Places that have become me

Poor starling in the B concourse of Logan Airport. You do not
have a laptop. You do not have a cell phone. You do not
have the sky. You have an Au Bon Pain. You have a seafood restaurant
that sells live lobsters to travelers. What a fancy lobster
that would be, who flies first class to Dallas. While you peck
at the carpet as if it's grass, I want to sneak up on you
so softly you believe I've always been there, that I am a tree
and chaperon you as a tree to flight 1872 bound for Charlotte,
so you can fly down the B-10 causeway and show the Airbus
how grace is done. Speaking of things out of place, half
an hour away, if you ignore the speed limit, there's a boat
hanging from the ceiling of the chapel at Babson College.
In this case, I don't want to set the boat free, it's an emotion
in the half glass, half wood, fully beautiful room
people go to speak to God in a circle of chairs, a boat
with recessed lighting, a boat with only the waters
of raised voices to sail upon, a boat that would look good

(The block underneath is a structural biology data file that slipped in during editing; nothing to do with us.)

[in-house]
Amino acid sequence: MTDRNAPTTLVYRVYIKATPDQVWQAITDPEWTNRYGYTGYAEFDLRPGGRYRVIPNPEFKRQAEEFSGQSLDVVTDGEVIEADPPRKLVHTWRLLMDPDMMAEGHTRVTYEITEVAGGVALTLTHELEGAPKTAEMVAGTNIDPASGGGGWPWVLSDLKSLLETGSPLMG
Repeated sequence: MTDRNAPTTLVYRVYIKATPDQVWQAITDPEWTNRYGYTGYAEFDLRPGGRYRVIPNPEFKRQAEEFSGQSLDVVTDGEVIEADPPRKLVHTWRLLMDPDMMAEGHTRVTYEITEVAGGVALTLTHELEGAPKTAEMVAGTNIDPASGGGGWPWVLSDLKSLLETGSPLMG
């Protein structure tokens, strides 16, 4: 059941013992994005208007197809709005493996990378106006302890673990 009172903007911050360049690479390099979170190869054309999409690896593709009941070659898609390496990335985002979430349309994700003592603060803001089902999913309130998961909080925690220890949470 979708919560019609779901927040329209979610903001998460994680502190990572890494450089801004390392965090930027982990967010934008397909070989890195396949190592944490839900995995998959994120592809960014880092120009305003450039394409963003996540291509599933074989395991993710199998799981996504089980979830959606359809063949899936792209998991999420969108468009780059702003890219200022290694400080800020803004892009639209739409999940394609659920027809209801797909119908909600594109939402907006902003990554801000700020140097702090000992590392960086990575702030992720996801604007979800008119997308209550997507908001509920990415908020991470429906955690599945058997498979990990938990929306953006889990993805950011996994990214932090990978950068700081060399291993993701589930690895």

with a starling at its tiller. I said emotion but it's more
of a sense that heaven has room for our stuff, our boats
and windows, our eyes and the snow I wish had fallen
outside the chapel, in which the immediate sky
is a sky of rescue, a sky of gather two of every creature
that walks or gets lost in Logan Airport and bear them
to a time when trouble is over, this is the Bible
as it is written by this poem. Every large airport
I've been to has had birds in it, only one chapel
I've been to has had a boat in it, this means
our airports are more frequently imaginative
than our worship, and more accidentally cruel. I'm home
now, where starlings and boats are where they belong, I'm the one
out of place if you ask the river, the cows, the coyotes
who come at night, gather their voices into a hoop
and lament, it seems to me, nothing.
Bob Hicok


Bob Hicok

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